That’s a big challenge for Clare, but where this game and there greater challenge of the seven-match campaign is concerned, the league couldn’t have gotten off to a better start than it did a few months back.
That’s when the gurus up in Croke Park knocked heads and came up with the fixtures list, Clare boss Colm Collins noted at the time “we couldn’t have done better had we made them ourselves”.

It’s a great opportunity because such is the level of preparation and determination to get to a much better football place that it will be a confident Clare side that takes the field in their maiden voyage this Sunday.

It’s the fact that the Wexford, Sligo, Armagh and Fermanagh games are at home, while the only journey of note is the second round game to Louth, with the other road trips being the games against Tipperary and Limerick that represent familiar territory.
It all adds up to Clare having a great chance of making the county’s biggest leap in league football since the heady days of the 1990s when the warm wind of post Munster Championship success in ’92 was backed up by impressive league form when the county was able to mix it with teams that had traditionally operated at a much higher level.
Down, Mayo and Monaghan came to Cusack Park and were beaten, while an Armagh team that was slowly building towards Ulster glory in ’99 were accounted for up in Lurgan as Clare completed a meteoric rise from the basement to the top tier of league football.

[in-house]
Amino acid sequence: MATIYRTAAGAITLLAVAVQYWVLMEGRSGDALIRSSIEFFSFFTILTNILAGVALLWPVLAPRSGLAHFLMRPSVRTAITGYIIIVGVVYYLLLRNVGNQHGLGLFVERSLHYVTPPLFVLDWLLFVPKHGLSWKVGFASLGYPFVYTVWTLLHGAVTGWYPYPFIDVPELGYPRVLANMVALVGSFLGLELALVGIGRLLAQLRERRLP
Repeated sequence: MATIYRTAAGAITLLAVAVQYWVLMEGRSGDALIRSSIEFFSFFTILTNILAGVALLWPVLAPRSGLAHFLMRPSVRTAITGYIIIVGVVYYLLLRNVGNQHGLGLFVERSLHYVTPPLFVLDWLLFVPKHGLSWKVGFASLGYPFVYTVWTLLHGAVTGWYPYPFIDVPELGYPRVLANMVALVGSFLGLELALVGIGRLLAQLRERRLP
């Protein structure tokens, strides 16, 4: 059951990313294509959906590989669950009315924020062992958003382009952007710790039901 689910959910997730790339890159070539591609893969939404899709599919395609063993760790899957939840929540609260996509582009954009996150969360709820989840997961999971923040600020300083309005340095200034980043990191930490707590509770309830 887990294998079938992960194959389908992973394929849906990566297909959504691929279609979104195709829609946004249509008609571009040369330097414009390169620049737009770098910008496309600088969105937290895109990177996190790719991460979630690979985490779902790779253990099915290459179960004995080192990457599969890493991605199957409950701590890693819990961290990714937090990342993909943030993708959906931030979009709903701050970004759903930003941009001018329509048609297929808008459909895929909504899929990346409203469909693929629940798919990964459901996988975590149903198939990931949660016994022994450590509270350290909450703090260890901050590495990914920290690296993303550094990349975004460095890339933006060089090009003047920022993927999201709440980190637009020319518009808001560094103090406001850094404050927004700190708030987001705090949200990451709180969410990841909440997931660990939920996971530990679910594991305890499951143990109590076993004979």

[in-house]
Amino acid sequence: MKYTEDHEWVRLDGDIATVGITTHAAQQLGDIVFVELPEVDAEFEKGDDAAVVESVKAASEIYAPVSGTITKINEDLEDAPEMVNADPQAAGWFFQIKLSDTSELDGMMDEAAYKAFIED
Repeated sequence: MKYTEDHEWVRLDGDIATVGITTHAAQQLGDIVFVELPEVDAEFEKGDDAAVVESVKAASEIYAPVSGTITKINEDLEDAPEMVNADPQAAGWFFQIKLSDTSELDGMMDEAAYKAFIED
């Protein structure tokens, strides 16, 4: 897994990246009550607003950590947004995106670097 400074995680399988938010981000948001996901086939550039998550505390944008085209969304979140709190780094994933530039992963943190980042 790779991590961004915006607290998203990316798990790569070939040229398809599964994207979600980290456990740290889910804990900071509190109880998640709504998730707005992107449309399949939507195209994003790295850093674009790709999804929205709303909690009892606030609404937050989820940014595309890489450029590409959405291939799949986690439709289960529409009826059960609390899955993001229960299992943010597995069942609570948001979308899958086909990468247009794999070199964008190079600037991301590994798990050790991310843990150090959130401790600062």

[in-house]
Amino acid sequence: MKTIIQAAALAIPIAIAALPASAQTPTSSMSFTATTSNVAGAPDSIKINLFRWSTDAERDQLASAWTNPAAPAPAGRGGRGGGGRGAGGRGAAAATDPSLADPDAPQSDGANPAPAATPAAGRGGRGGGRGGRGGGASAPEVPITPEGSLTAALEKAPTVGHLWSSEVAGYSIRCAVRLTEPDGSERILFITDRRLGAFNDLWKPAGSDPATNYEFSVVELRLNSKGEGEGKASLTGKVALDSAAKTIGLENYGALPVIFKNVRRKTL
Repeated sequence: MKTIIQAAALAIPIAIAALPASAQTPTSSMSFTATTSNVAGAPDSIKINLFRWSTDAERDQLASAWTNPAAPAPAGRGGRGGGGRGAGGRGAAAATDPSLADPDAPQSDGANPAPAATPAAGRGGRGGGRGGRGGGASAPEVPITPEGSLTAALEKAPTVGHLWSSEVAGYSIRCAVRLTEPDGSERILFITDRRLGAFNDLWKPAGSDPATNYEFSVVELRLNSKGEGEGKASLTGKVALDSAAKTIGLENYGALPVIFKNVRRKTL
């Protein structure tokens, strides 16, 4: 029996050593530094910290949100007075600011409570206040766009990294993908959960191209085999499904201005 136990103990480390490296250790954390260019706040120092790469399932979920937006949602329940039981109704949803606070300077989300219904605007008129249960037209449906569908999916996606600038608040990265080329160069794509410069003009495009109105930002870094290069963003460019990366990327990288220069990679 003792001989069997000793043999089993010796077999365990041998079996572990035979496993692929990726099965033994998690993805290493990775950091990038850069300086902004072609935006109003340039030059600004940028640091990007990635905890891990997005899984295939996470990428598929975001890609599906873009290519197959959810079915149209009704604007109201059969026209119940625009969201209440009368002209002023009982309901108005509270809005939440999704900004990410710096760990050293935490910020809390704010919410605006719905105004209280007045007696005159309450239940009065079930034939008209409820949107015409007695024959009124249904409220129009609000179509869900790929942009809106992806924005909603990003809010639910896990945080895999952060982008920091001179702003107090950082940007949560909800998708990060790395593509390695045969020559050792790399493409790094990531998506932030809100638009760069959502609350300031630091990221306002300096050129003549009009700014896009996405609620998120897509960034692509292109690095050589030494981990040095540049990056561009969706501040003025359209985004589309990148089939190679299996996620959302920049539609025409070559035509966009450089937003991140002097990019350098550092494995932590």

There’ll be no talk of top tier football coming back to the Banner just yet, but holding their own in Division 3 and then kicking on to mount a promotion challenge is something that should be looming large.
It’s certainly within the radar of management and players as preparation levels have been ratcheted up a few notches in the past year — the motto being the bigger the challenge, the better the preparations.
That’s why four and five training sessions a week, and sometimes more, has become the norm — also factor in a recent training weekend away, all against the backdrop of non-participation in the McGrath Cup for the second successive year.
The argument to compete in the tournament was a compelling one as it offered the chance to give new recruits to the squad like young guns Keelan Sexton and Darren Nagle a run, same with former Dublin player Pat Burke after throwing in his lot with Clare.